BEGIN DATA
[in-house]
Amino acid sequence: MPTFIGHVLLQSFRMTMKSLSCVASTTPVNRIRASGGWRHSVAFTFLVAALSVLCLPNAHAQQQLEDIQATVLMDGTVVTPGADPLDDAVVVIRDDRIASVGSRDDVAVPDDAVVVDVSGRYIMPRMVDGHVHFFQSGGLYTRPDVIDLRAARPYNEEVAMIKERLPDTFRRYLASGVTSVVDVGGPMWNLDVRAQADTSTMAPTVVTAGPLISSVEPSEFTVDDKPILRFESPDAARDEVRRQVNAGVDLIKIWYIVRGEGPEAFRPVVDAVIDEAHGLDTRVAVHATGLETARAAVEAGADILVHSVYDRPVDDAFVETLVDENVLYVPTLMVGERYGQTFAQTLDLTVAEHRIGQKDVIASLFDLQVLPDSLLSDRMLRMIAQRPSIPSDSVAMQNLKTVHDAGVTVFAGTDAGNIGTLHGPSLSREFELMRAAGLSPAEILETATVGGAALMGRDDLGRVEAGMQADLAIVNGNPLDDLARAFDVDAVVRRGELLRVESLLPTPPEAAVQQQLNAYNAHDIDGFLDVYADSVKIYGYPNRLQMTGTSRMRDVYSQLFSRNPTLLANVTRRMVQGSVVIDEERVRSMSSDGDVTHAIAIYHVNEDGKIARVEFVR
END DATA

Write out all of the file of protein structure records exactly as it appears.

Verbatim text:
[in-house]
Amino acid sequence: MPTFIGHVLLQSFRMTMKSLSCVASTTPVNRIRASGGWRHSVAFTFLVAALSVLCLPNAHAQQQLEDIQATVLMDGTVVTPGADPLDDAVVVIRDDRIASVGSRDDVAVPDDAVVVDVSGRYIMPRMVDGHVHFFQSGGLYTRPDVIDLRAARPYNEEVAMIKERLPDTFRRYLASGVTSVVDVGGPMWNLDVRAQADTSTMAPTVVTAGPLISSVEPSEFTVDDKPILRFESPDAARDEVRRQVNAGVDLIKIWYIVRGEGPEAFRPVVDAVIDEAHGLDTRVAVHATGLETARAAVEAGADILVHSVYDRPVDDAFVETLVDENVLYVPTLMVGERYGQTFAQTLDLTVAEHRIGQKDVIASLFDLQVLPDSLLSDRMLRMIAQRPSIPSDSVAMQNLKTVHDAGVTVFAGTDAGNIGTLHGPSLSREFELMRAAGLSPAEILETATVGGAALMGRDDLGRVEAGMQADLAIVNGNPLDDLARAFDVDAVVRRGELLRVESLLPTPPEAAVQQQLNAYNAHDIDGFLDVYADSVKIYGYPNRLQMTGTSRMRDVYSQLFSRNPTLLANVTRRMVQGSVVIDEERVRSMSSDGDVTHAIAIYHVNEDGKIARVEFVR